Detection of Nitrosated Proteins

Ying‐Yi Zhang1, Joseph Loscalzo1

1 Boston University School of Medicine, Boston, Massachusetts
Publication Name:  Current Protocols in Toxicology
Unit Number:  Unit 10.3
DOI:  10.1002/0471140856.tx1003s00
Online Posting Date:  May, 2001
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Abstract

Three methods are provided in this unit to detect nitrosated proteins. The Saville assay is the most commonly used and has the advantages that it is less sensitive to interference than the quinine sulfate‐based fluorescent assay, uses simple chemical reagents, and requires a spectrophotometer. The diaminonaphthalene assay (a fluorescence assay) and chemiluminescence assay are used when the experiment requires high sensitivity. Mass spectrometry is employed for precise structural determinations.

     
 
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Table of Contents

  • Basic Protocol 1: Saville Assay to Detect Nitrosated Proteins
  • Alternate Protocol 1: Microtiter‐Plate Saville Assay to Detect Nitrosated Proteins
  • Basic Protocol 2: Spectrophotometric Assay to Detect Nitrosated Proteins
  • Basic Protocol 3: Quinine Fluorescence Quenching Assay to Detect Nitrosated Proteins
  • Reagents and Solutions
  • Commentary
  • Literature Cited
     
 
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Materials

Basic Protocol 1: Saville Assay to Detect Nitrosated Proteins

  Materials
  • Sample to be tested (nitroso compounds, nitrosated proteins, cell homogenates)
  • 100 µM NaNO 2 (freshly prepared)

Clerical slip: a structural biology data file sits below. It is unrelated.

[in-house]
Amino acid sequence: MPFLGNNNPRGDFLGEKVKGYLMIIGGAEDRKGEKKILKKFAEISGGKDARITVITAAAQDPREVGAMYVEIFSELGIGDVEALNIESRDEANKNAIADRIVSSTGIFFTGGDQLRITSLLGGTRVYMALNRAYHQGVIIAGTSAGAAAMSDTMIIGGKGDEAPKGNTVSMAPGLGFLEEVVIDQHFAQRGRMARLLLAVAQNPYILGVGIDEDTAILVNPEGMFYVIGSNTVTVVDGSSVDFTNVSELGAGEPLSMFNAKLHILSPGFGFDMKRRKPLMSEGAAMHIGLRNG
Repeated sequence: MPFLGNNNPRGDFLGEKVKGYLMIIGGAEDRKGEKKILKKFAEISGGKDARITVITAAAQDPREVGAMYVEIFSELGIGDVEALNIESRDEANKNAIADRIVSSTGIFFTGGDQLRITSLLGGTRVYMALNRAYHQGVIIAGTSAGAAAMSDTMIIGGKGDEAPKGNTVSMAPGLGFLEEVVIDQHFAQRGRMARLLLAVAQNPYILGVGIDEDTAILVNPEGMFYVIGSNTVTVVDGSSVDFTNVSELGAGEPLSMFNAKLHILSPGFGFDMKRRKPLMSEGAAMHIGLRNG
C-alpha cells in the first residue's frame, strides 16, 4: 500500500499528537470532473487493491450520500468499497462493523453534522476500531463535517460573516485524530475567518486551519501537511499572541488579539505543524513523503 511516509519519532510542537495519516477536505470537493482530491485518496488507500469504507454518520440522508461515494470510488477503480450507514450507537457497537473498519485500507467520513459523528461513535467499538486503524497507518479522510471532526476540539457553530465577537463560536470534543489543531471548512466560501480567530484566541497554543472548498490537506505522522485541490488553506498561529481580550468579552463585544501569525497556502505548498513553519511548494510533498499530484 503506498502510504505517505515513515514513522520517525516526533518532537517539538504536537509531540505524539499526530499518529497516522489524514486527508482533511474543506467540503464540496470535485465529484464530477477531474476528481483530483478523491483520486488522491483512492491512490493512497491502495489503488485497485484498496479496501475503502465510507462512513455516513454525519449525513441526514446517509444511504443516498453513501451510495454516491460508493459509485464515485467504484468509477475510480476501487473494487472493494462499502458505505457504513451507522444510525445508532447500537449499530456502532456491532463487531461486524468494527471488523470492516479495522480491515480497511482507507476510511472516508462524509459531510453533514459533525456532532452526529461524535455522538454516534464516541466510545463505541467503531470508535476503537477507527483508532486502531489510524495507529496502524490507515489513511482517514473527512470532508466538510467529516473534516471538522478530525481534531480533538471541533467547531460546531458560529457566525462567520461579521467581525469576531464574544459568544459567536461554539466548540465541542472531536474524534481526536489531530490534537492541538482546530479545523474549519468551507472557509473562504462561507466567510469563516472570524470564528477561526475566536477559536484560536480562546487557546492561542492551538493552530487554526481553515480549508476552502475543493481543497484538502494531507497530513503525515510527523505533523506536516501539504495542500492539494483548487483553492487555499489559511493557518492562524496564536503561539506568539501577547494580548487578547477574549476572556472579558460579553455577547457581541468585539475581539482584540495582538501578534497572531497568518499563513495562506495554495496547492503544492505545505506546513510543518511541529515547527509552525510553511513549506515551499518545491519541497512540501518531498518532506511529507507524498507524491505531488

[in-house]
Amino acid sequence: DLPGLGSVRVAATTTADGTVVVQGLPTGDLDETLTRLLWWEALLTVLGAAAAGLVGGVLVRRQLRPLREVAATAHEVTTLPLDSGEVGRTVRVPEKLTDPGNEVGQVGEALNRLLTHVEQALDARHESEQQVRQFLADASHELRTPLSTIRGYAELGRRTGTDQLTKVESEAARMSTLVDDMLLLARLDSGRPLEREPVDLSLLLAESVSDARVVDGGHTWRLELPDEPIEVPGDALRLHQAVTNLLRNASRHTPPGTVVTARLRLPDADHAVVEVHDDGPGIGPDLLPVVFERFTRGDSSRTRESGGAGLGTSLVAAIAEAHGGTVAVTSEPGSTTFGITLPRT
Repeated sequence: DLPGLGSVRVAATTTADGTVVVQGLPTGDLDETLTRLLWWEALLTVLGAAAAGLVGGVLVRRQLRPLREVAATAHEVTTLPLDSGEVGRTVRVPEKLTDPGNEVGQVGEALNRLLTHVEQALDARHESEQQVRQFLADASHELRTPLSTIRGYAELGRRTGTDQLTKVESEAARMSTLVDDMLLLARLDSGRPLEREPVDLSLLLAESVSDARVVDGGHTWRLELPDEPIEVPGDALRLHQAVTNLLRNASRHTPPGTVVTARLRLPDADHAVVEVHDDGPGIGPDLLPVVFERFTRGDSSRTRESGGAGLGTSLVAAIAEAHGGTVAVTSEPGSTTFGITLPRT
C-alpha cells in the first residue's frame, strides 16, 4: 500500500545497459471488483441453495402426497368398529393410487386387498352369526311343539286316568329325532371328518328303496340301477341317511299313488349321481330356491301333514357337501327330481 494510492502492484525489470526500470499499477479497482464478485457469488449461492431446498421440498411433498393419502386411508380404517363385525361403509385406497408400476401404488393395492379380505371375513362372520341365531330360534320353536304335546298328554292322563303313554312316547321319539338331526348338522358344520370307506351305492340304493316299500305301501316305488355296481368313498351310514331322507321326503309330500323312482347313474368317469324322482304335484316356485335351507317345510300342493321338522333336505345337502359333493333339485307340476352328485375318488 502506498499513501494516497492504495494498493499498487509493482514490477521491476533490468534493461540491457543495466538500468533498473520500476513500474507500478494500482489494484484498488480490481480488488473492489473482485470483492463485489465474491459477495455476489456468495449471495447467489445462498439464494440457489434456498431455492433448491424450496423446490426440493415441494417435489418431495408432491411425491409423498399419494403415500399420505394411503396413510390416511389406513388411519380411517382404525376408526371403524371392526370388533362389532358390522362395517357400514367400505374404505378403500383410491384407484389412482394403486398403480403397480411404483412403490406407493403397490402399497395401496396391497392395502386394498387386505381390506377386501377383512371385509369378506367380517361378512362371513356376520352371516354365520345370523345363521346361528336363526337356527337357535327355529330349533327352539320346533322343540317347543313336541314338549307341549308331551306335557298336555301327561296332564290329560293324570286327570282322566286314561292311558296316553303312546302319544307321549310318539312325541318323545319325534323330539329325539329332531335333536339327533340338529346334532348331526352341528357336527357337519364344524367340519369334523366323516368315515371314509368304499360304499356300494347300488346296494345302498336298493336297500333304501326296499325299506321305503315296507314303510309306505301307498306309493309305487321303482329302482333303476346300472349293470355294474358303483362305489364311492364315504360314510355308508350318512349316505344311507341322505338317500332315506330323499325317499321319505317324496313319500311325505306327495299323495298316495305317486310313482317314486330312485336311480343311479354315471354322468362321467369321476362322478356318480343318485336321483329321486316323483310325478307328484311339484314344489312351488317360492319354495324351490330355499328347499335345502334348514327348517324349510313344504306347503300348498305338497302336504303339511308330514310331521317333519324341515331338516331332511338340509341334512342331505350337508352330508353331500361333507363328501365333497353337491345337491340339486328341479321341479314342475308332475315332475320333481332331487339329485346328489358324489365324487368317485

• 0.5% (w/v) ammonium sulfamate (ASM; Aldrich) in water (store at room temperature; stable 1 year or more)
  • 2 N HCl
  • Hg/sulfanilamide (Hg/SN) solution (see recipe)
  • N‐1‐(Naphthyl)ethylenediamine dihydrochloride (NEDD) solution (see recipe)

Alternate Protocol 1: Microtiter‐Plate Saville Assay to Detect Nitrosated Proteins

  • 40 µM NaNO 2 (freshly prepared)
  • Hg/SN/NEDD solution (see recipe)
  • 96‐well microtiter plate
  • Microtiter plate reader

Basic Protocol 2: Spectrophotometric Assay to Detect Nitrosated Proteins

  Materials
  • Appropriate reference solution (see step annotation)
  • Sample to be tested

Basic Protocol 3: Quinine Fluorescence Quenching Assay to Detect Nitrosated Proteins

  Materials
  • Sample to be tested
  • 100 µM S‐nitrosoglutathione (GSNO) solution (see recipe)
  • 10 µM quinine sulfate
  • 0.1 M H 2SO 4
  • Spectrofluorometer
  • Cuvettes or microcuvettes
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Figures

Videos

Literature Cited

Literature Cited
   Alpert, C., Ramdev, N., George, D., and Loscalzo, J. 1997. Detection of S‐nitrosothiols and other nitric oxide derivatives by photolysis‐chemiluminescence spectrometry. Anal. Biochem. 245:1‐7.
   Conboy, J.J. and Hotchkiss, J.H. 1989 Photolytic interface for high‐performance liquid chromatography–chemiluminescence detection of non‐volatile N‐nitroso compounds. Analyst. 114:155‐159
   Cook, J.A., Kim, S.Y., Teague, D., Krishna, M.C., Pacelli, R., Mitchell, J.B., Vodovotz, Y., Nims, R.W., Christodoulou, D., Miles, A.M., Grisham, M.B., and Wink, D.A. 1996. Convenient colorimetric and fluorometric assays for S‐nitrosothiols. Anal. Biochem. 238:150‐158.
   Downes, M.J., Edwards, M.W., Elsey, T.S., and Walters, C.L. 1976. Determination of a non‐volatile nitrosamine by using denitrosation and a chemiluminescence analyser. Analyst 101:742‐748.
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   Stamler, J.S., Jaraki, O., Osborne, J., Simon, D.I., Keaney, J., Vita, J., Singel, D., Valeri, C.R., and Loscalzo, J. 1992. Nitric oxide circulates in mammalian plasma primarily as an S‐nitroso adduct of serum albumin. Proc. Natl. Acad. Sci. U.S.A. 89:7674‐7677.
   Upchurch, G.R., Welch, G.N., and Loscalzo, J. 1996. S‐nitrosothiols: Chemistry, biochemistry, and biologic actions. Adv. Pharmacol. 34:343‐349.
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   Zhang, Y.‐Y., Xu, A.‐M., Nomen, M., Walsh, M., Keaney, J.F. Jr., and Loscalzo, J. 1996. Nitrosation of tryptophan residues(s) in serum albumin and model dipeptides: Biochemical characterization and bioactivity. J. Biol. Chem. 271:14271‐14279.
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